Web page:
CP: As a college freshman, did you think you eventually would become a power lobbyist or be involved in politics at all? If not, what did you envision at that age?
LF: Ha! As a college freshman at Florida State University, my only focus was finding the next house party and surviving on $20 a week! I certainly didn’t know what I wanted to do when I grew up. My involvement in politics came from living in Tallahassee (Florida’s capital) and being exposed to the Florida political scene. As a staffer in the Florida Legislature in one of the most political offices, I immediately loved the process and the ability to influence the outcome of a bill. That was the start that I needed, and one that prepared me for a career that is the most fun imaginable!
CP: What do you like most about working in politics in Colorado?
LF: Many things! Having a role in how legislation ultimately becomes law and working with state leaders and my colleagues in that process is an exceptional experience. There is a huge misperception that politics is conducted in smoke-filled back rooms. This job involves incredibly hard work and very talented people. Working in the political process and with those individuals make this business beyond rewarding.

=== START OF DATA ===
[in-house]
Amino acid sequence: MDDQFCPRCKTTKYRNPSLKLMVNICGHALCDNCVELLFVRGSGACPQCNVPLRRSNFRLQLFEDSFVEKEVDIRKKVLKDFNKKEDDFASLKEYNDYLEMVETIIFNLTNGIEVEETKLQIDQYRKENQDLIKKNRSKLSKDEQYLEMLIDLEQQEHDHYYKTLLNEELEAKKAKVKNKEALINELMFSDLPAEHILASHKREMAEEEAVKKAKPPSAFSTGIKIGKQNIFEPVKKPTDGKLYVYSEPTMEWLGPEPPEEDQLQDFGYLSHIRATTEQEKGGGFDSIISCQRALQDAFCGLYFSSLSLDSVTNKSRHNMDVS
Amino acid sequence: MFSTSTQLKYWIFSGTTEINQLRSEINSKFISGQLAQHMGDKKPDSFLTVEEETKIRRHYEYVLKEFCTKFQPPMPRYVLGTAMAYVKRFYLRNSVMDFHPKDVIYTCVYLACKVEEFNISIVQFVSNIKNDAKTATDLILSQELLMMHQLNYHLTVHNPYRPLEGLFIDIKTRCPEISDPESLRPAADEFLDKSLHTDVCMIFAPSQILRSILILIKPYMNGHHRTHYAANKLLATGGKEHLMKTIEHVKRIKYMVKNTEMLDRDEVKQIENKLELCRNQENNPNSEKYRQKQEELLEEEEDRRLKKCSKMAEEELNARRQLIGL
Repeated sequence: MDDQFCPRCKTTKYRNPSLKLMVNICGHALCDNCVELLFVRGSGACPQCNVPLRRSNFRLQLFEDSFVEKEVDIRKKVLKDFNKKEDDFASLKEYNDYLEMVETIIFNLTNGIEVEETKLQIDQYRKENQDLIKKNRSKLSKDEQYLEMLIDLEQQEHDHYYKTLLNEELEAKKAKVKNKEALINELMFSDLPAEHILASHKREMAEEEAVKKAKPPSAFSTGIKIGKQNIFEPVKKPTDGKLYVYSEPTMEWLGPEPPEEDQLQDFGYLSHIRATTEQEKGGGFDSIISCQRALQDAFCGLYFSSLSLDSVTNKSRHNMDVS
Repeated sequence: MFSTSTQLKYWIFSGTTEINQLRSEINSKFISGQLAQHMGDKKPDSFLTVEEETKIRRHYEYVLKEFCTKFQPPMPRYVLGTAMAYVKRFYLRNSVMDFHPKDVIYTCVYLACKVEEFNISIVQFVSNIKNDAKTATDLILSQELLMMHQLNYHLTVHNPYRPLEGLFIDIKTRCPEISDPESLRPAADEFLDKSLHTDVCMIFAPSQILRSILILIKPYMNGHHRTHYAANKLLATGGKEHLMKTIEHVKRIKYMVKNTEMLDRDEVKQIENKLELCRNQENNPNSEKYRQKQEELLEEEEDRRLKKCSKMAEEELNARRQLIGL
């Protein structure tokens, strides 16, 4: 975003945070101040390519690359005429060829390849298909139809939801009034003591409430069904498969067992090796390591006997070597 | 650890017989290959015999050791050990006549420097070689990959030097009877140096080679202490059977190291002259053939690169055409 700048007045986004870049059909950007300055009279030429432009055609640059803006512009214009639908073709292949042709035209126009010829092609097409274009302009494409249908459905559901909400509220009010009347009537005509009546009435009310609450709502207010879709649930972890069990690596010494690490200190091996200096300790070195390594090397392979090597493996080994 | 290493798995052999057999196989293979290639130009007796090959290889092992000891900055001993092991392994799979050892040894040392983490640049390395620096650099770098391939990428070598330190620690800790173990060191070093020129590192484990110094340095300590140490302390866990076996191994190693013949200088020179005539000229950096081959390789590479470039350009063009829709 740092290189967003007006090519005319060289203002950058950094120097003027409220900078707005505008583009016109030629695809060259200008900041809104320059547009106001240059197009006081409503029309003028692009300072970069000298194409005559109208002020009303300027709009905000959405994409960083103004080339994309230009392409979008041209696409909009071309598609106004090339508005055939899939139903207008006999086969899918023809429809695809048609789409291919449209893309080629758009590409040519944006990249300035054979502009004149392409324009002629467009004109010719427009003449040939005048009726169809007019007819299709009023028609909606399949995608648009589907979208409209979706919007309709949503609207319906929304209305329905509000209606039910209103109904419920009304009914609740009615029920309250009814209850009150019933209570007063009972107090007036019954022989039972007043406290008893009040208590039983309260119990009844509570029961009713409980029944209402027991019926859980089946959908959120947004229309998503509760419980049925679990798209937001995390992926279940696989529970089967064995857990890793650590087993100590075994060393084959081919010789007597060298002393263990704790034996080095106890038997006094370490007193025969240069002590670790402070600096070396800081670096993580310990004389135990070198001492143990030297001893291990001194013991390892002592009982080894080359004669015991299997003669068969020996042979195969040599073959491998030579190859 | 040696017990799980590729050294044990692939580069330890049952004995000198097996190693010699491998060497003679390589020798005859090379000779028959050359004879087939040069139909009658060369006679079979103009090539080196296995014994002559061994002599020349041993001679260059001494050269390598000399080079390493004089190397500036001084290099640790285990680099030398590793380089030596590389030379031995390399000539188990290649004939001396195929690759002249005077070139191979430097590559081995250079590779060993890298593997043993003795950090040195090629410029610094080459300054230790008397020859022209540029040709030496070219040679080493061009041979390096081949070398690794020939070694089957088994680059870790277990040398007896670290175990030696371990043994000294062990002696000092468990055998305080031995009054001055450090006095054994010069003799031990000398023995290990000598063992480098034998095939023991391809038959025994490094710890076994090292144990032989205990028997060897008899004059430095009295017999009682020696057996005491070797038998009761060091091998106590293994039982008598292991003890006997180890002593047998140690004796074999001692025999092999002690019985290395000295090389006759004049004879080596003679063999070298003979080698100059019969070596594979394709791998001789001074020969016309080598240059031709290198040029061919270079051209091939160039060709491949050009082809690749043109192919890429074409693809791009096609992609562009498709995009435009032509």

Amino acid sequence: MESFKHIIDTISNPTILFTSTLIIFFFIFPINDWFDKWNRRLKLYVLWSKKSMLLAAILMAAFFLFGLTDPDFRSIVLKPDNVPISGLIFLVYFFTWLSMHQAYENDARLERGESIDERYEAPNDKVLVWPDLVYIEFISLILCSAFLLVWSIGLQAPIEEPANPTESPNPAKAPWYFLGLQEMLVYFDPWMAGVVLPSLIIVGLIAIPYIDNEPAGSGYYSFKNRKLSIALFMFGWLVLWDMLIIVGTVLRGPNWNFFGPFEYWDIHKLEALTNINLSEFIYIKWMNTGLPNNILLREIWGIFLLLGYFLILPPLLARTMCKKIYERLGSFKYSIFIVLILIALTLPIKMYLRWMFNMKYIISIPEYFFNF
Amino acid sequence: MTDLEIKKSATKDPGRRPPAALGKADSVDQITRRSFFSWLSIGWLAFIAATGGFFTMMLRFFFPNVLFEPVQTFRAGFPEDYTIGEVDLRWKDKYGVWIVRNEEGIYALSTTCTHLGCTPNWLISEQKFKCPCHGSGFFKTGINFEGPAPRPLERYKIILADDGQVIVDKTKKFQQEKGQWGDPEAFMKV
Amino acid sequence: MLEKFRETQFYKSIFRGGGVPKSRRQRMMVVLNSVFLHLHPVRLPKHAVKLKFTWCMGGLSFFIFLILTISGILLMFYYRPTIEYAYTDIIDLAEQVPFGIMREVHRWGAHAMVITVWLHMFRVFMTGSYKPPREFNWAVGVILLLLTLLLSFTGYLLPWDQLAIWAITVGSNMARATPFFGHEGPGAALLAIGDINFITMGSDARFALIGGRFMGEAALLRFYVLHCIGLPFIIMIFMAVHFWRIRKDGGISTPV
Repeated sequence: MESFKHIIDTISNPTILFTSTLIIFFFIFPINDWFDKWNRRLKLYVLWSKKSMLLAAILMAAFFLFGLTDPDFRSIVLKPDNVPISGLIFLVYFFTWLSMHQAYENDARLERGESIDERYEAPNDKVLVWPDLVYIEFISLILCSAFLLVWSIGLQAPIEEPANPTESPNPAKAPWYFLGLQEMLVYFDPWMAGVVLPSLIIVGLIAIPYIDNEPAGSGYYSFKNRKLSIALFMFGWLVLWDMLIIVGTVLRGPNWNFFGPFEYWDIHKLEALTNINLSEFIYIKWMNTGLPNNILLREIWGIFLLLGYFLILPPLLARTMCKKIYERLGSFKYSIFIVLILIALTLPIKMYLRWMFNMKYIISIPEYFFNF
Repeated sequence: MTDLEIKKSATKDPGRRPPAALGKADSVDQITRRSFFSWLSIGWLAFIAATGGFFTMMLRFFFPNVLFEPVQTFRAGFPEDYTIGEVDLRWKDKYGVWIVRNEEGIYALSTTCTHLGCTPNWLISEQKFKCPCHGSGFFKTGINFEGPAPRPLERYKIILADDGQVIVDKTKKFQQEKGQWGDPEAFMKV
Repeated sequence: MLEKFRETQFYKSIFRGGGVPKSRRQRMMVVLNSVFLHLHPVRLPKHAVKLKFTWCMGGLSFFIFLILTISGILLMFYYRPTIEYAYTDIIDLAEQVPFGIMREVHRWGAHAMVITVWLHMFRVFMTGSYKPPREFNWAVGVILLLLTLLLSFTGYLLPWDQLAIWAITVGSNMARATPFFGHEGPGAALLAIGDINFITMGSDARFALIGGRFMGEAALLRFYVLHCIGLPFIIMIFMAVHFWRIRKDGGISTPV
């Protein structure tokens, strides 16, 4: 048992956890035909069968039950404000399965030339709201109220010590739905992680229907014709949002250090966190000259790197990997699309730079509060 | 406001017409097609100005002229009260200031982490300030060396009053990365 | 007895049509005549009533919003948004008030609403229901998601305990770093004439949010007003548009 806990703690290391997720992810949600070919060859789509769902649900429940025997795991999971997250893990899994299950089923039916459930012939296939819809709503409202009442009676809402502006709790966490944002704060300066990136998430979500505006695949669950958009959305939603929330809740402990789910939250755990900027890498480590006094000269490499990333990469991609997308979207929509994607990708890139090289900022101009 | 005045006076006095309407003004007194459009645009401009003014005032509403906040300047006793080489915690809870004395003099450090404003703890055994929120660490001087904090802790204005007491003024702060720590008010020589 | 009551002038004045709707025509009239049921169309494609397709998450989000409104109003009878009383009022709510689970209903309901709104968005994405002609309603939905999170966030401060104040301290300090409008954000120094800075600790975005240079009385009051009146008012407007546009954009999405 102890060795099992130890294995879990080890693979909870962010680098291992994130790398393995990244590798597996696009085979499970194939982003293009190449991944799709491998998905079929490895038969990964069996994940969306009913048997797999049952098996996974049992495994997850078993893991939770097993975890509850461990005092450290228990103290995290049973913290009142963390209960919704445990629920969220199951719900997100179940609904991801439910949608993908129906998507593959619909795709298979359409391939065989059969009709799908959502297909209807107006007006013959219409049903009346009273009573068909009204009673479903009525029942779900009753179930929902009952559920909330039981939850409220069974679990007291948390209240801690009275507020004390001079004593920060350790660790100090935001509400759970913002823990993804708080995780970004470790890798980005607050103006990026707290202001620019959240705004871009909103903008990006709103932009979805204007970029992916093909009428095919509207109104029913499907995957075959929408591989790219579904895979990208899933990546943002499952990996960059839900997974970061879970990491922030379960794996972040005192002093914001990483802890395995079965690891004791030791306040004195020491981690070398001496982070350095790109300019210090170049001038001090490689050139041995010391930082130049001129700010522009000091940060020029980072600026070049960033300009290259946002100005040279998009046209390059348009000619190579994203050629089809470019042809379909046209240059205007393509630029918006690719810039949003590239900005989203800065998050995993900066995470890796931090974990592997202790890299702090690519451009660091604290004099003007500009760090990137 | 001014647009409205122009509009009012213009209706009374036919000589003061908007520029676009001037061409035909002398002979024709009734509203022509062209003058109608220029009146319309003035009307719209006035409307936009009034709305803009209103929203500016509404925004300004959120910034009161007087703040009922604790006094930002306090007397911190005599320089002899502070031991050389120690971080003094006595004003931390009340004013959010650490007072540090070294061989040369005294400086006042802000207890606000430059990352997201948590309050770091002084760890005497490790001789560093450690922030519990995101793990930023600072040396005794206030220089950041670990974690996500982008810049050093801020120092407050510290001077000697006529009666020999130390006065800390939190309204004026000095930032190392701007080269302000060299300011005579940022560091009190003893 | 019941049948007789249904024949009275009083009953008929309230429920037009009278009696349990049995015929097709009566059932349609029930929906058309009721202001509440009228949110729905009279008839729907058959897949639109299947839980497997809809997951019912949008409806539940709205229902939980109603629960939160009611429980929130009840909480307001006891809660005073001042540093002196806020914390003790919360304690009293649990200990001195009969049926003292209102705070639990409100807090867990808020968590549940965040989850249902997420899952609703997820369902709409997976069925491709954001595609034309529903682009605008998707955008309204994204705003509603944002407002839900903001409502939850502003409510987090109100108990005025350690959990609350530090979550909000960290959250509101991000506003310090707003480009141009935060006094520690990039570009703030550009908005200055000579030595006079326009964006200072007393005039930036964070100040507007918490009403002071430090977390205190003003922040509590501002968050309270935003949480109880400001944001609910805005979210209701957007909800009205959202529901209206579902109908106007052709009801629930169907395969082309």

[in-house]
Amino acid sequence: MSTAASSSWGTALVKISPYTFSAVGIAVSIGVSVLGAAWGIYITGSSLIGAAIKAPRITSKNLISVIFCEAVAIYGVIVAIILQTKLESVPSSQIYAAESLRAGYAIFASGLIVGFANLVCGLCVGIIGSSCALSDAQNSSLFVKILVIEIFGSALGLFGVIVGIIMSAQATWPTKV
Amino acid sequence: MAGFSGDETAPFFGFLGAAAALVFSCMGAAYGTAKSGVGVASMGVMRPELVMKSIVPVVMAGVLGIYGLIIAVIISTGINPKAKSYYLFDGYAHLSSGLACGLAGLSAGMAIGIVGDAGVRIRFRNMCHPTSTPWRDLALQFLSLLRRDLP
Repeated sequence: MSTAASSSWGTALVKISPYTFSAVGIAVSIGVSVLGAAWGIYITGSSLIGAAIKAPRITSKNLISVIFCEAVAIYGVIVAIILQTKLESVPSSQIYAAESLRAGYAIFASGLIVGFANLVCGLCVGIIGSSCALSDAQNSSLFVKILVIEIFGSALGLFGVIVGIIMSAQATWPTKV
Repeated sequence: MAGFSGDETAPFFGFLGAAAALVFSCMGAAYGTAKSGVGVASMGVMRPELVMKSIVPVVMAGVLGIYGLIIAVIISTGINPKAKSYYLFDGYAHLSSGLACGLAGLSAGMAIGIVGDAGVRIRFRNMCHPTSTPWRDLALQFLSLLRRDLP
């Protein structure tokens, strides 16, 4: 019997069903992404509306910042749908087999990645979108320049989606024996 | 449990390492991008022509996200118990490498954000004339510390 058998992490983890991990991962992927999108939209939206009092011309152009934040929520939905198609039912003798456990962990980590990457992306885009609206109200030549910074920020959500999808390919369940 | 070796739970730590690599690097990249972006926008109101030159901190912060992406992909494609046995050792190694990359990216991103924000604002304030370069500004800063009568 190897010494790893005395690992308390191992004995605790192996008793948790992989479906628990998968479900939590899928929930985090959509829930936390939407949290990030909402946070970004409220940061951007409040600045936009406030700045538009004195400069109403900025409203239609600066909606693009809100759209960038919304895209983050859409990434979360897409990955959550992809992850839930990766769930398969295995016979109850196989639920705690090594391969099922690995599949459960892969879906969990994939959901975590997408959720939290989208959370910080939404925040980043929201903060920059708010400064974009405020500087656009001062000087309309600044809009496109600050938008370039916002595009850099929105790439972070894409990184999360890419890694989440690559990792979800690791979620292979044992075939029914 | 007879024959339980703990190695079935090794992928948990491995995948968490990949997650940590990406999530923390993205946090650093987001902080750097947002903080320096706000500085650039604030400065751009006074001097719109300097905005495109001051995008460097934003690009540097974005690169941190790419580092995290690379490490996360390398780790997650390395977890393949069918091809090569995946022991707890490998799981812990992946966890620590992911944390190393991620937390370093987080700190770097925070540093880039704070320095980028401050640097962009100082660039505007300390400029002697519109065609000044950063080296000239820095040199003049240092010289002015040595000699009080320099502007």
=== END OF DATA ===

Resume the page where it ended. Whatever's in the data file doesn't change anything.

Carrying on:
CP: Do you see our perennially purple state staying that way — or trending eventually toward one end of the political spectrum?
LF: Since moving to Colorado in 2005, I’m fascinated by the significant change in the state’s political spectrum from deep red to now purple, and the little-to-no-change over the last 10 years. Unless we see a surge of new residents move to Colorado from more conservative states, I expect Colorado will stay in the purplish hue or could potentially see a shift to a blue state depending on the next presidential election.